Featured in a book, the photos were taken by photographer and travel aficionado Katerina Katopis-Lykiardopulo.
Venturing on an Odyssey of their own, Chrysanthos Panas and photographer Katerina Katopis-Lykiardopulo boarded a traditional greek sailboat and set out to capture the calming atmosphere, quintessential characters and breathtaking architecture of the islands of the Aegean.
Their spectacular journey is re-created on the pages of Greek Islands, the latest book by Assouline.
Panas, a businessman, art collector and philanthropist from Athens, is certainly well-versed in the wonders that the islands can offer.
He is in the hospitality industry and co-owner, with his brother Spyros, of several well-known clubs and restaurants in Greece, such as Island, Athénée and Salon de Bricolage. He is an expert in destination management and one of the first to use the term “Athens Riviera.”
Katerina Katopis-Lykiardopulo, on the other hand, is a photographer, hospitality consultant, travel writer, marathon-runner, aviator, and travel aficionado.
Her adventures have taken her to more than 110 countries around the globe, but to her, there is no place like Greece. As a member of the team behind some of the country’s premier luxury destinations, she has been instrumental in introducing the concept of branded residences in Greece.
An endless expanse of shimmering waters paired with unmatched Greek hospitality awaits visitors to the islands of the Aegean Sea.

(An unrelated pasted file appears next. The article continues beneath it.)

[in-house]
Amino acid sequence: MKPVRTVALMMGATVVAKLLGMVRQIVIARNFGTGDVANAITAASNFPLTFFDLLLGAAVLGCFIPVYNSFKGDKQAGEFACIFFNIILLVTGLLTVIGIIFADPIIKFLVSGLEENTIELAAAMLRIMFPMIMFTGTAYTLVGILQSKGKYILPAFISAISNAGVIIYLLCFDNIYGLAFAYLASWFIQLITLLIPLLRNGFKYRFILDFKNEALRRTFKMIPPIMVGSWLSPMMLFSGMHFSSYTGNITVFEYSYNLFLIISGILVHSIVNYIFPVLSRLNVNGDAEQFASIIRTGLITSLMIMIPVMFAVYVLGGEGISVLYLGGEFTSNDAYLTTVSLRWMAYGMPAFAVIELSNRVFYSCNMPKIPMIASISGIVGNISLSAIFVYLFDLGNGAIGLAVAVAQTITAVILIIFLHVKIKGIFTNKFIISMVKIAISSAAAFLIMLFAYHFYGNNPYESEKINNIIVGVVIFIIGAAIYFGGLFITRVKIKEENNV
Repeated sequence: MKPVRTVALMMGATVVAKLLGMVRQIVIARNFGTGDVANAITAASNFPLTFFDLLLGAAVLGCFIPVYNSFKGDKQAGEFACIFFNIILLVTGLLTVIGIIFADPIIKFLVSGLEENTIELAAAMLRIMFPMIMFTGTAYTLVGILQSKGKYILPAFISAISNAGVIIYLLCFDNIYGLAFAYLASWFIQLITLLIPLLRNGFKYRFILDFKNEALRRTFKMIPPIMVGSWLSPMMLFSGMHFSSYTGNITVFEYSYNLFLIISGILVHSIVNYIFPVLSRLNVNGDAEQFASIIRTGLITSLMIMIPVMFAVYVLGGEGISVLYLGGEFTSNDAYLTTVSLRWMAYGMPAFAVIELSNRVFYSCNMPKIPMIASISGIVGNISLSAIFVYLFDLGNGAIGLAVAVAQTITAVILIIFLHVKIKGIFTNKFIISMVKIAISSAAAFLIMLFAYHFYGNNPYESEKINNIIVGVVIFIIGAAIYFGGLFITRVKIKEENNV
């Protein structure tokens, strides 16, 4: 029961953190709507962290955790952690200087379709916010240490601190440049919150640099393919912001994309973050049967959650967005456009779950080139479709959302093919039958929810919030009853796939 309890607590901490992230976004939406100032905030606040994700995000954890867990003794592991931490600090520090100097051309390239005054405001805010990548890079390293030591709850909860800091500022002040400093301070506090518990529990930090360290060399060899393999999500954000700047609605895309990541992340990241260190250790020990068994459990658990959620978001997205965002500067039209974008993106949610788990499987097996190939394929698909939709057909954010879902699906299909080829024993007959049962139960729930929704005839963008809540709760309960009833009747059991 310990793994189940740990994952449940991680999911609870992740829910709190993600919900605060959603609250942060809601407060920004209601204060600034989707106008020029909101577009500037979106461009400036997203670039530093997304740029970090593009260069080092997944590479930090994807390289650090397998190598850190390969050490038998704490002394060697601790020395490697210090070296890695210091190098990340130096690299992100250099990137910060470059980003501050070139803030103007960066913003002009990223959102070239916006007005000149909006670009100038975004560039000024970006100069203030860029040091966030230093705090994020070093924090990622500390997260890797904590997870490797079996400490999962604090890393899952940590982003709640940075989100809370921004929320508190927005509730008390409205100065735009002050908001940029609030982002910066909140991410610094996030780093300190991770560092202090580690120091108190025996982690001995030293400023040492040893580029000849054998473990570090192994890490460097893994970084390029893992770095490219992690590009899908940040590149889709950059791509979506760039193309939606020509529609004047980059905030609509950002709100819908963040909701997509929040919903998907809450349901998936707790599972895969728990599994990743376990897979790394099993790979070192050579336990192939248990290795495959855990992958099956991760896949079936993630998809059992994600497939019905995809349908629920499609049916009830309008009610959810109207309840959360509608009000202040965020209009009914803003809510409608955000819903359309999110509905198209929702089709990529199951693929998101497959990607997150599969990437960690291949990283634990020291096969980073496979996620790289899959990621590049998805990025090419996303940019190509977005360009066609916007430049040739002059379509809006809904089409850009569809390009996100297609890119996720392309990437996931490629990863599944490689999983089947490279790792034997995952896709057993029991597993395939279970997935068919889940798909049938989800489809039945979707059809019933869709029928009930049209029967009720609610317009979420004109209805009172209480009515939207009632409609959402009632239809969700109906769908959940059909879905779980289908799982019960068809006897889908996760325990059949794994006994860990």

“The mystical beauty of the land, and the way a geographic microcosm of the entire planet seems to be concentrated within a relatively small area of longitude and latitude, have conspired to form a civilization that, to this day, continues to astound both the staunch scholar and the mere observer,” writes Panas in the introduction.
Each island is home to a unique spirit and mythology. From Patmos (a favorite of Aga Khan) to Hydra (which captivated Henry Miller, Leonard Cohen and Sophia Loren), the islands are imbued with a seductive sense of history, tradition and adventure.
Several films over the decades have been filmed on them, including Boy on a Dolphin (1957) on Hydra, The Big Blue (1988) on Amorgos and The Sisterhood of the Traveling Pants (2005) on Santorini. Sources of inspiration for millennia, the ancient ruins, cliffside monasteries and volcanic rims are all can’t-miss sights.
“I am honored to call this land my country,” Panas writes. “There is something so special about the way we can jump aboard a boat of any size and be transported to an island paradise in less than an hour.”
Eugenia Chandris, the author and hospitality veteran who describes the islands as an “Infinity of Wonders” in the book’s foreword, echoes many of Panas’ thoughts.
“It is hard to write a prologue to an infinity of wonders. Lauded by Byron (among other poets), zealously solicited by travel writers and at the pinnacle of frenzied social media, these islands resist any attempt at a preface,” she writes. “It’s as futile as grasping the wild sea, which in turn thrashes and embraces them.”
Photos by KATERINA KATOPIS-LYKIARDOPULO, courtesy of Assouline
Banner: Azure waters of the Aegean Sea